In this series, we will cover how to work with point clouds and how to trace and convert a point cloud to a BIM model. Yes, we will do a manual ‘Scan to BIM’. However, the good news is: BricsCAD® is working together with Leica and HOK to fully automate this process. So, within a couple of years, all you’ll have to do is click one button! Exciting isn’t it?
In this post we are going to look at how to create the external parts of the church: the walls and roof.
For now let’s start by opening a point cloud in BricsCAD, something which is pretty cool in itself! To do this I started in a new, empty file, then I inserted the point cloud and clipped it to the relevant volume.
How to Do This:
- Use PointCloudAttach to attach the point cloud source files to a .dwg file.
Note: You can add following file formats: .las, .pts, .ptx, .rcp, .rcs.
- Insert the point cloud at 0,0,0.
Note: the point cloud is immediately loaded and pre-processed at the same time.
- The point cloud will display (in this instance a church). To work with only a portion of the point cloud file, make a clipping volume. To do this use BIMSection with the Detail option and clip the display so that you can only see the portion of the point cloud that you need (in this case the church).
Tracing the outline
To better see the outline, I made a new slice of the building, then I traced the walls with a Polysolid. The height does not matter, for now, you can adjust it later.
How to Do This
- Use BIMSection with the Detail option to make a clipping volume of a slice of the church. Clip the display so that it resembles a plan view:
- Measure the distance between the points to get the thickness of the wall.
- Use Polysolid to draw over the floor plan. Use the thickness from the previous step (in this example: around 1m) as the wall thickness.
Tip: Switch of Entity Snaps and turn OrthoMode on while tracing the walls. This will give a more perfect final result. You should now have something that looks like this:
Adding columns and buttresses
After I finished tracing the walls, I added the columns and buttresses.
How to Do This
- For the columns:
- Use Polygon to make an octagonal shape.
- Extrude the shape. (Again, the height does not matter for now).
- To make the other columns: repeat step 1 and use a ArrayRec (3×2).
- For the buttresses: use Polysolid and Connect to Nearest to connect the buttresses to the walls.
You should now have something that looks like this:
Making the roofs
To make the roofs I drew polysolids and using the Manipulator, I rotated them to match the point cloud.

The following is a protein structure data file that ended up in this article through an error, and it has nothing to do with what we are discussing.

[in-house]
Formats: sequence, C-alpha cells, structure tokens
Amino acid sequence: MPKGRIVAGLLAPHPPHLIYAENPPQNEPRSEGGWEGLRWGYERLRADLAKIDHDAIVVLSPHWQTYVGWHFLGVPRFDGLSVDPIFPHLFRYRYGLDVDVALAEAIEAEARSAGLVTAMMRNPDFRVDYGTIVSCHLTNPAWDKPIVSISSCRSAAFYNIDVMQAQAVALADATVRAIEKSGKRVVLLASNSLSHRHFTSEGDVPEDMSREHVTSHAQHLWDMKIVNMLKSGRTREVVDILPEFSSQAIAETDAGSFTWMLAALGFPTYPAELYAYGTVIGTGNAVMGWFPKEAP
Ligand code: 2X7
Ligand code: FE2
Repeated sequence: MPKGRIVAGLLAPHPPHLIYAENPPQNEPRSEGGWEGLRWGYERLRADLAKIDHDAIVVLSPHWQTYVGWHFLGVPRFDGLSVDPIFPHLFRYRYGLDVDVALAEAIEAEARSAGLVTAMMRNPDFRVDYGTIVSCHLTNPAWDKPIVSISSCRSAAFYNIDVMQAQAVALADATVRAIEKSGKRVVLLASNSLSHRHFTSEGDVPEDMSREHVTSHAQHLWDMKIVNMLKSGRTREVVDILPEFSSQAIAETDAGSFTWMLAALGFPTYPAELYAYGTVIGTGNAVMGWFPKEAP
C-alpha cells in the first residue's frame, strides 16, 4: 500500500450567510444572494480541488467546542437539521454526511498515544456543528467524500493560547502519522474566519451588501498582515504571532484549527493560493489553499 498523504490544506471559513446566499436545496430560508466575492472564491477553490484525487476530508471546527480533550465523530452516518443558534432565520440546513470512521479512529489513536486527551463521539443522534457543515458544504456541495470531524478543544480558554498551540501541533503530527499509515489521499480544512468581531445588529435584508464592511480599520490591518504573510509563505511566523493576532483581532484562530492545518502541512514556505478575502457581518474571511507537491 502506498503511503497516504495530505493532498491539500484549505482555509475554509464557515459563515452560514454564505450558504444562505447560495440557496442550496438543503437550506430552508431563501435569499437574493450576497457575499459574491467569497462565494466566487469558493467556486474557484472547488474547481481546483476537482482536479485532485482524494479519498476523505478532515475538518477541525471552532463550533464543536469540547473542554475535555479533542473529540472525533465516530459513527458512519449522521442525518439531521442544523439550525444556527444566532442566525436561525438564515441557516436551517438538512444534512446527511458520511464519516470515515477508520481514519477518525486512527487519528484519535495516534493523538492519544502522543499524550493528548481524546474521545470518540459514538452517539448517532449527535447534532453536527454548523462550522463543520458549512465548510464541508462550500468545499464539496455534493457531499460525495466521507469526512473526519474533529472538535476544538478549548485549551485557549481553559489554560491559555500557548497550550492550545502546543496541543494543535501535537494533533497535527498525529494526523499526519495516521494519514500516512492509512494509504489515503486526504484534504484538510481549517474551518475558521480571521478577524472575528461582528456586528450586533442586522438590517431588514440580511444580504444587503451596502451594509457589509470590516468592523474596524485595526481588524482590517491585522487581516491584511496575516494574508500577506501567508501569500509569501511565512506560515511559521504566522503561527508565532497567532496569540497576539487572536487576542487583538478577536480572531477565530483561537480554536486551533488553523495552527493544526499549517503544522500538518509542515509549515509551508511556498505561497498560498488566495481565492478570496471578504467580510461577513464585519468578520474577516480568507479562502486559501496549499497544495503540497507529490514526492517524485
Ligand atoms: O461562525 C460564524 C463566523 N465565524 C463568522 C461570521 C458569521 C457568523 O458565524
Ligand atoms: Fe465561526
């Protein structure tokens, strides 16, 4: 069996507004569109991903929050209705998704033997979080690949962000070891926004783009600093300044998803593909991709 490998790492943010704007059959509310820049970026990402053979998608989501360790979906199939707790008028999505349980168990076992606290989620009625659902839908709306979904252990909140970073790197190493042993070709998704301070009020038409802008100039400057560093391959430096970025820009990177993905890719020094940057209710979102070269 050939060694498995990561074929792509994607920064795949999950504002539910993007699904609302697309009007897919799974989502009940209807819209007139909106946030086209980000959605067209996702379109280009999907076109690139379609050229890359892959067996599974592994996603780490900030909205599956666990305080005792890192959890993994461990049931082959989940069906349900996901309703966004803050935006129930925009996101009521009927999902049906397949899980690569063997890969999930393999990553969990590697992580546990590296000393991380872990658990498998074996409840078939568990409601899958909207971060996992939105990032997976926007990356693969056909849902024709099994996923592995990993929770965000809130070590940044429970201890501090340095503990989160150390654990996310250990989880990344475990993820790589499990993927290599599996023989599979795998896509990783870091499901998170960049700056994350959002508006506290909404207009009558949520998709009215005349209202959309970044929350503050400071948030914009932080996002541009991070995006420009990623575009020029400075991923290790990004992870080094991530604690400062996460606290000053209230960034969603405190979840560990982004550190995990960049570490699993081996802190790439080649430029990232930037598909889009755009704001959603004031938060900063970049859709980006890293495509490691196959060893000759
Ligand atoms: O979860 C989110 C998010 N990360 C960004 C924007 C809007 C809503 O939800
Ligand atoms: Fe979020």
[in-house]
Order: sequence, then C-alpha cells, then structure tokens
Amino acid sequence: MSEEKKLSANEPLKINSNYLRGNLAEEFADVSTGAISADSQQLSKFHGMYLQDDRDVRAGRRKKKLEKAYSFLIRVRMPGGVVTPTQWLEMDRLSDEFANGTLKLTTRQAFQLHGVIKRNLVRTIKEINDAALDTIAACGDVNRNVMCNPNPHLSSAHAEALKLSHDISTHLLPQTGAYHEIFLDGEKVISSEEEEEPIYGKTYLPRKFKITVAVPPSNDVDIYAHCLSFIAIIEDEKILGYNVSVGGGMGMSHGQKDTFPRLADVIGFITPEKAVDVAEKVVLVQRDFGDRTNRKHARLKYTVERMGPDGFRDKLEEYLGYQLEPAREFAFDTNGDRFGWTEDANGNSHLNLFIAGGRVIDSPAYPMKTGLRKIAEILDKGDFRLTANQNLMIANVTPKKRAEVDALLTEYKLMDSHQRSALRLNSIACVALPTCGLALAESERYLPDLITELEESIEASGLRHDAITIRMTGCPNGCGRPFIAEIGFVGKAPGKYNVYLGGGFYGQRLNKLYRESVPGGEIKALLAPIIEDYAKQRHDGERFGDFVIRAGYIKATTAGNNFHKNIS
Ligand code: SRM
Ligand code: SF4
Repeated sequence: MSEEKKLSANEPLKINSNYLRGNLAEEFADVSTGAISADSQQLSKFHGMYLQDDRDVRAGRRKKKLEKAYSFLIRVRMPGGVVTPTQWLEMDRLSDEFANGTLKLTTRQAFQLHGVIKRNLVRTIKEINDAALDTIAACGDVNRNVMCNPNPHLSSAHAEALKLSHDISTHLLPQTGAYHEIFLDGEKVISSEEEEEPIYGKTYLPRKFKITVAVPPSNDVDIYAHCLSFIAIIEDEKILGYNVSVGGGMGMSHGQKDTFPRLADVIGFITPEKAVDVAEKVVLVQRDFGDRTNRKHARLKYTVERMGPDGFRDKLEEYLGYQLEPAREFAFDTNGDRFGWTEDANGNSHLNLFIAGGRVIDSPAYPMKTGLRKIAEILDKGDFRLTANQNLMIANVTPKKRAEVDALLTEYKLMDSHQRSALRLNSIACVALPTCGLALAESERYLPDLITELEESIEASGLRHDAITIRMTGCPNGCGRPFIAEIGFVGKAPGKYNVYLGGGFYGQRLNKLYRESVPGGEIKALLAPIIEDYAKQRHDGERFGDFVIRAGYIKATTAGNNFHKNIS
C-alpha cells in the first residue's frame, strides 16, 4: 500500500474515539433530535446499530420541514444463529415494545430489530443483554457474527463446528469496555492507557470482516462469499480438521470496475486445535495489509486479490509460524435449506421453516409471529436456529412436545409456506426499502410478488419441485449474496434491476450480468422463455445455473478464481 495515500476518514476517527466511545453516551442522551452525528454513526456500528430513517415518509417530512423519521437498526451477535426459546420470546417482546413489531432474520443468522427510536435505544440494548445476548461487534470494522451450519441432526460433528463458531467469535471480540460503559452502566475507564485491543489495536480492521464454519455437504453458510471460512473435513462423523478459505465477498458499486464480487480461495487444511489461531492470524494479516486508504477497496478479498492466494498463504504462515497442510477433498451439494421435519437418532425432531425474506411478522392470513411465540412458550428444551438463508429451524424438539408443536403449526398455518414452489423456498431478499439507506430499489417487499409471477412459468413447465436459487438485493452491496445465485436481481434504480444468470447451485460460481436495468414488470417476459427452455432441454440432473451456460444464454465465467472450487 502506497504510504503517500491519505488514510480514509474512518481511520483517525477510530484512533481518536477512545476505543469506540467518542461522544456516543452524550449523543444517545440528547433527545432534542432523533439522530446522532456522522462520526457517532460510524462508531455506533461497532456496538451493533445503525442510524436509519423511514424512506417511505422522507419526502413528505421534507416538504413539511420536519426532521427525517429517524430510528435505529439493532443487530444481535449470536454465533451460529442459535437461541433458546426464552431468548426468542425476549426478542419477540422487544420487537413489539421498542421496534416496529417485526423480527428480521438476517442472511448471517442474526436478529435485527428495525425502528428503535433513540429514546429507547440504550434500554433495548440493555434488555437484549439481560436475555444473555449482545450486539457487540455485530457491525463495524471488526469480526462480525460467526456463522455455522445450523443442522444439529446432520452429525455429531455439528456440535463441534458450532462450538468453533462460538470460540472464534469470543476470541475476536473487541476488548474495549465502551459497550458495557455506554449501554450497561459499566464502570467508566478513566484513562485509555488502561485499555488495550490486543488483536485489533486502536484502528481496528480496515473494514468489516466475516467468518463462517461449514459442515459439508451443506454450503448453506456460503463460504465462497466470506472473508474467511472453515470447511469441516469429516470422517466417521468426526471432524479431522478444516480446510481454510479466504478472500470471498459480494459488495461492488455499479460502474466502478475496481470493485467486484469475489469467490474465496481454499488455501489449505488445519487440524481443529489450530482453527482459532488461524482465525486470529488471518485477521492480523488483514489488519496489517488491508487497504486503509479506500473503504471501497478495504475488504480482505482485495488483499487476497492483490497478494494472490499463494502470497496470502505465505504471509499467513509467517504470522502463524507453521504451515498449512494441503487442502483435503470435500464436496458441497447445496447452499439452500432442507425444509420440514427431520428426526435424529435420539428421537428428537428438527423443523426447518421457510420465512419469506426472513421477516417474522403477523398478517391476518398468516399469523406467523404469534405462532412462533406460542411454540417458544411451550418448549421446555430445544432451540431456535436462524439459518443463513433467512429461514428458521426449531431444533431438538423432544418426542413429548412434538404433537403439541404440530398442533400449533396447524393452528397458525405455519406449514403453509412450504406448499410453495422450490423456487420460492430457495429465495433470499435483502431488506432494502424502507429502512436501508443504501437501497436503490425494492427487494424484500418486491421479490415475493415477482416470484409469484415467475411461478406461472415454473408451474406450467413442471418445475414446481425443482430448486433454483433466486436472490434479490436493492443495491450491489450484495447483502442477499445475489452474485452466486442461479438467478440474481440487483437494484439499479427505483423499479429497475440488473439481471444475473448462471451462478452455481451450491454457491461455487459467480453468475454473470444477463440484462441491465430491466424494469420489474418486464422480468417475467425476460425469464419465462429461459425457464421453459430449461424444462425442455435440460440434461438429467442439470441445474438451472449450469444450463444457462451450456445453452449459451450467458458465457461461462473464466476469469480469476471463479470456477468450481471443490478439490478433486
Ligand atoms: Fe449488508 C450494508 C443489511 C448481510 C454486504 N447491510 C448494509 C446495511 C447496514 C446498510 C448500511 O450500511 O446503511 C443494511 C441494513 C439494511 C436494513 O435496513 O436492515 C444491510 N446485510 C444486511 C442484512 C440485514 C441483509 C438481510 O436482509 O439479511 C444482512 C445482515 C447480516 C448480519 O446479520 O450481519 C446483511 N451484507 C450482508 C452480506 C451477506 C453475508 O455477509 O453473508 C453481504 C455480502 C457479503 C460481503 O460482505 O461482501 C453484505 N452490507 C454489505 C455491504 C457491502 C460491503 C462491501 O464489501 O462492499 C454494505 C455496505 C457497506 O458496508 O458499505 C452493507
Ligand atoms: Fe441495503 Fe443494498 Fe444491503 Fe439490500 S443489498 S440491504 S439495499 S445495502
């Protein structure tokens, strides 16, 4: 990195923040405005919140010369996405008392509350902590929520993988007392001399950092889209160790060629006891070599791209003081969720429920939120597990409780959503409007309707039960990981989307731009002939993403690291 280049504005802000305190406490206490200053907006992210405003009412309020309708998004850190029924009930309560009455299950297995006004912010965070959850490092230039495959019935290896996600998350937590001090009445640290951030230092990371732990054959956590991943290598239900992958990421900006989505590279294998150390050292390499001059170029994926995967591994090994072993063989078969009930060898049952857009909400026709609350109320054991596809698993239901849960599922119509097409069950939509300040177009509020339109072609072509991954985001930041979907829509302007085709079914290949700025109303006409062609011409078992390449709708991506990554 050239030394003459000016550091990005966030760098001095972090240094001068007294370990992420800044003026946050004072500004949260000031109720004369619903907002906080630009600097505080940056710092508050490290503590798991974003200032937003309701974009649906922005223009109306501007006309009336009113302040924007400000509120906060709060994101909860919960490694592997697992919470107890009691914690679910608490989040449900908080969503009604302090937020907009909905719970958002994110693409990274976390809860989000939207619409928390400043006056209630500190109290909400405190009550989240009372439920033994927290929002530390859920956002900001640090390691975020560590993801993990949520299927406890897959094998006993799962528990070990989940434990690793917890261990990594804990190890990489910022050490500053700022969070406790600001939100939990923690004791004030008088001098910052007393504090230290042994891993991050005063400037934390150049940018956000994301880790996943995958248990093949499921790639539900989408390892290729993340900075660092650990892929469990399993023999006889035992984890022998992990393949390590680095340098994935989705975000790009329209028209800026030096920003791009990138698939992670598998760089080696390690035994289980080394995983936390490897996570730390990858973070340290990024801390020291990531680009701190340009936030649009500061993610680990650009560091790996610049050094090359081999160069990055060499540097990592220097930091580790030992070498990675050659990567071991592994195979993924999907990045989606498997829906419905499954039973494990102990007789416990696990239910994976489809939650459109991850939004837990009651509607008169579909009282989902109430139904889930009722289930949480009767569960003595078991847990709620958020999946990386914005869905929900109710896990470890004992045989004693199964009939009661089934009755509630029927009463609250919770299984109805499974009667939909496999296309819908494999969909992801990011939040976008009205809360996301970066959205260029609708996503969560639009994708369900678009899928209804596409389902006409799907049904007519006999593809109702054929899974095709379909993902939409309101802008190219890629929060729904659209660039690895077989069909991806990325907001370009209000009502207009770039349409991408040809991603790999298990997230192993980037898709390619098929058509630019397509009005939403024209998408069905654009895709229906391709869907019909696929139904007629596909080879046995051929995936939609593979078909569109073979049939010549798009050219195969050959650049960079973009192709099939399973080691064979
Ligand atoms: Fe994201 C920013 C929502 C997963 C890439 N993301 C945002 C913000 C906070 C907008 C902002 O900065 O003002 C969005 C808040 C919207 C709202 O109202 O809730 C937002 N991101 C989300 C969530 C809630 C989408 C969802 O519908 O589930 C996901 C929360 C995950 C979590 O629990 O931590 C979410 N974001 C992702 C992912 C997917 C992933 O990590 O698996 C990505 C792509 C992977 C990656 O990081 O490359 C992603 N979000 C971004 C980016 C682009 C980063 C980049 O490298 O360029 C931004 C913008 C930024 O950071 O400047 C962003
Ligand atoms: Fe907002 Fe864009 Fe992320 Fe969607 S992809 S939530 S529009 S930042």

How to Do This:
- Unclip the section boxes and view the whole model.
- Hide the point cloud.
- Draw Planar Solids (width of 0,5m) on top of the walls(these will become the roofs when they are tilted.) It should look something like this (when the walls are hidden):
- Tilt the correct roofs inwards by 45°: long click on a solid and use the Manipulator.
- L-connect the roof.
- Use DmPushPull to improve the appearance.
- Continue creating roof sections. Use the 3D point cloud as a reference.
- Use the manipulator to tilt the roofs to better match the join.
- Use L-connect and Slice to clean up the connections, so that no overlap exists.
- Repeat these actions until you are happy with the roof. You should now have something that looks like this:
Connecting walls to roofs
I used PushPull to change the height of the walls until they reach the roofs. Then I subtract the walls from the roof to get a clean connection. You could also use L-Connect for this, but with complex roofs, this does not always produce the desired results.
How to Do This:
- Show everything, except for the point cloud.
- Select the top face of a wall.
- Use SelectAlignedFaces to select the top faces of the walls.
- DmPushPull the walls to the highest starting point of the roofs. You should now have something that looks like this:
- To clean up the outer ends of the cross, Slice away excess geometry.
- Use Connect to Nearest to match the ending of the walls to the roofs.
- Finish with DmPushPull and Subtract. You should now have something that looks like this:
- Clean up the extra room attached to the church. Give it a sloped roof. (Use Polysolid, the Manipulator, Subtract and Connect to Nearest). You should now have something that looks like this:
That’s all for now. In the next post in this Point Cloud to BIM series, I will show you how I created the windows and details.
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